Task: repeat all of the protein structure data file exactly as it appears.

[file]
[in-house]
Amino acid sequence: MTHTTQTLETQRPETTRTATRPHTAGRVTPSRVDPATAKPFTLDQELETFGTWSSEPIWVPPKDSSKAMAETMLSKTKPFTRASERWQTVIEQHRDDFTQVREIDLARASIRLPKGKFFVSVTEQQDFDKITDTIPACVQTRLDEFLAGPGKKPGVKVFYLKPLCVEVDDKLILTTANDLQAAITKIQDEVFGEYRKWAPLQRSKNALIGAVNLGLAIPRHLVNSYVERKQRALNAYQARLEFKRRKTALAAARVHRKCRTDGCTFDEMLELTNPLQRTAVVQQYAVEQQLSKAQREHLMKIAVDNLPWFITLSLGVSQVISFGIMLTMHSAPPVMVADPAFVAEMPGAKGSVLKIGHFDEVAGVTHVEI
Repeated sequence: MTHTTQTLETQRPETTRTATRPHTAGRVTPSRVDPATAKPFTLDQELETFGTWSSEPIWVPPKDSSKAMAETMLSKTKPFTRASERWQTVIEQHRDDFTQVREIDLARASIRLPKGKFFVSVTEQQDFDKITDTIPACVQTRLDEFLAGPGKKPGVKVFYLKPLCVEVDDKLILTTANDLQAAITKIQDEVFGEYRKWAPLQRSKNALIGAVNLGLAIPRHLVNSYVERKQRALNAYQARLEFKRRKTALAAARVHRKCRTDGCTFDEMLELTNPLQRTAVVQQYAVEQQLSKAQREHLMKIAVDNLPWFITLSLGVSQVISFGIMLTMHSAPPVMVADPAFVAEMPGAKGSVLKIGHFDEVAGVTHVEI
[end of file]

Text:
[in-house]
Amino acid sequence: MTHTTQTLETQRPETTRTATRPHTAGRVTPSRVDPATAKPFTLDQELETFGTWSSEPIWVPPKDSSKAMAETMLSKTKPFTRASERWQTVIEQHRDDFTQVREIDLARASIRLPKGKFFVSVTEQQDFDKITDTIPACVQTRLDEFLAGPGKKPGVKVFYLKPLCVEVDDKLILTTANDLQAAITKIQDEVFGEYRKWAPLQRSKNALIGAVNLGLAIPRHLVNSYVERKQRALNAYQARLEFKRRKTALAAARVHRKCRTDGCTFDEMLELTNPLQRTAVVQQYAVEQQLSKAQREHLMKIAVDNLPWFITLSLGVSQVISFGIMLTMHSAPPVMVADPAFVAEMPGAKGSVLKIGHFDEVAGVTHVEI
Repeated sequence: MTHTTQTLETQRPETTRTATRPHTAGRVTPSRVDPATAKPFTLDQELETFGTWSSEPIWVPPKDSSKAMAETMLSKTKPFTRASERWQTVIEQHRDDFTQVREIDLARASIRLPKGKFFVSVTEQQDFDKITDTIPACVQTRLDEFLAGPGKKPGVKVFYLKPLCVEVDDKLILTTANDLQAAITKIQDEVFGEYRKWAPLQRSKNALIGAVNLGLAIPRHLVNSYVERKQRALNAYQARLEFKRRKTALAAARVHRKCRTDGCTFDEMLELTNPLQRTAVVQQYAVEQQLSKAQREHLMKIAVDNLPWFITLSLGVSQVISFGIMLTMHSAPPVMVADPAFVAEMPGAKGSVLKIGHFDEVAGVTHVEI